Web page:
Survey suggests NI disposable incomes rise but less than half UK average
- 24 April 2014
- From the section Northern Ireland
Disposable income in Northern Ireland households is increasing but is less than half of the UK average, according to an economic consultancy.
The Centre for Economics and Business Research (CEBR) produces a monthly "income tracker" for the Asda supermarket chain.
It examines spending habits and discretionary incomes across the UK.
The report concluded that discretionary incomes in Northern Ireland increased by £4 per week last month to £80.
In comparison, it found that during March, the average UK household had £170 a week available to spend after all tax and essential living costs have been deducted.
Speaking on Good Morning Ulster, Ian Boyd, a married father of two, said making ends meet is still a struggle.
He said: "I actually believe monthly outgoings are up. Nothing is getting cheaper, the cost of everything seems to get higher and higher."
He added: "Since we've had our second child we've had to cut our cloth accordingly. Luckily we have had help from parents and family members."
Carl Whyte, 34, said he had seen no improvement in his financial situation but there had been a "stabilisation".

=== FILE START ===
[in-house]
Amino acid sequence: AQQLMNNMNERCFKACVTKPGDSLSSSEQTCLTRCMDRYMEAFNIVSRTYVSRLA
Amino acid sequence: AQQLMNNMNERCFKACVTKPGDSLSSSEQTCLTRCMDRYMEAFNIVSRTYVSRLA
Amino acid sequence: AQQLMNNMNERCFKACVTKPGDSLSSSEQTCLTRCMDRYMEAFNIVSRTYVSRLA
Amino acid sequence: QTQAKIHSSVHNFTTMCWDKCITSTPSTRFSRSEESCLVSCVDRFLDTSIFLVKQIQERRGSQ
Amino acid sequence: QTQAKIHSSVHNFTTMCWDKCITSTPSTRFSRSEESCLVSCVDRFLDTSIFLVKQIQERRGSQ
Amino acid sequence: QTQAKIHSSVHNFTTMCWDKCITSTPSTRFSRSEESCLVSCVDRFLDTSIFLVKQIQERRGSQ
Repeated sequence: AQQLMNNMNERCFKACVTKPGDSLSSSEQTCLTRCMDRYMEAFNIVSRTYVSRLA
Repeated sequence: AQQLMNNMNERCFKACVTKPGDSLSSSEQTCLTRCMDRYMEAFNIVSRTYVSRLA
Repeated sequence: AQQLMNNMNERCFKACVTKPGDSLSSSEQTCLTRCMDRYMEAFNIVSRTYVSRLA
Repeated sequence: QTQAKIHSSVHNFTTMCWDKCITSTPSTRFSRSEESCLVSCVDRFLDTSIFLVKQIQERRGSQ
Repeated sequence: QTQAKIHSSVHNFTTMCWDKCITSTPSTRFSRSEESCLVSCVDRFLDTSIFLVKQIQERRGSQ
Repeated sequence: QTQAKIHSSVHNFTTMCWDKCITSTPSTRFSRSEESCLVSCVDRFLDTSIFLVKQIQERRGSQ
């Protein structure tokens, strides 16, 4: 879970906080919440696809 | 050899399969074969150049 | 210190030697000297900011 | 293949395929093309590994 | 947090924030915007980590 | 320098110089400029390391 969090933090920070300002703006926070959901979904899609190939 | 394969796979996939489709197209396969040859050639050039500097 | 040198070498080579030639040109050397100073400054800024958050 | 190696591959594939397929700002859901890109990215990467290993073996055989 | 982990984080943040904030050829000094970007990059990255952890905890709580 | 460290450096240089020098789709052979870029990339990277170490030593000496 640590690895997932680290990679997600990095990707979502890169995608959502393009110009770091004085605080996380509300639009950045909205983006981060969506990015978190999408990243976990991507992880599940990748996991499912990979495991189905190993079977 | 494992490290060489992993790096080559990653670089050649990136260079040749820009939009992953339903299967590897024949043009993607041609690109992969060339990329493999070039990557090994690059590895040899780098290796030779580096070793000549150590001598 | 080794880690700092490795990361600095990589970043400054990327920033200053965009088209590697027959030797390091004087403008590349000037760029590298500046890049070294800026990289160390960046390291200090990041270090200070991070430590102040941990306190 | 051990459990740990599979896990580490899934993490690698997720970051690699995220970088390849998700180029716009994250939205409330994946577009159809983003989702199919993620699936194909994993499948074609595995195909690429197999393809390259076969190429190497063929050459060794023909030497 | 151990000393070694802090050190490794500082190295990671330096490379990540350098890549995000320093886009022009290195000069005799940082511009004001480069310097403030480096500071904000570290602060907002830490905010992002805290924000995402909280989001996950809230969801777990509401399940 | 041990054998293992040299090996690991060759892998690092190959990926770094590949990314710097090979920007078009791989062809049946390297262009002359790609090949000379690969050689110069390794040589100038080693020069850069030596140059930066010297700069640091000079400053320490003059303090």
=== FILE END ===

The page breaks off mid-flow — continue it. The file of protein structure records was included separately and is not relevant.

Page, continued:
He said: "A year or two ago you definitely noticed things were getting much tighter in your weekly and monthly spend.
"You are not seeing the pressures you did back then on energy, fuel and food.
"I can't say I've ever struggled. I'm not married and I don't have children, so I was able to cut back on what you would call discretionary spend."
Claire Bailey, a 44-year-old single mother with two teenagers, said: "I think it's a wee bit of a joke to say £4 per week is making you better off.
"I wouldn't call £80 per week disposable income. In my house, I call that firefighting."
She added that she did not notice any savings in her household income in the past year.
"There's no such thing as saving in my house. It's just daily budget management.
"If this report is showing we have a disposable income of £80 and the rest of the UK has £170, then I'd encourage my teenagers to maybe go and broaden their horizons elsewhere."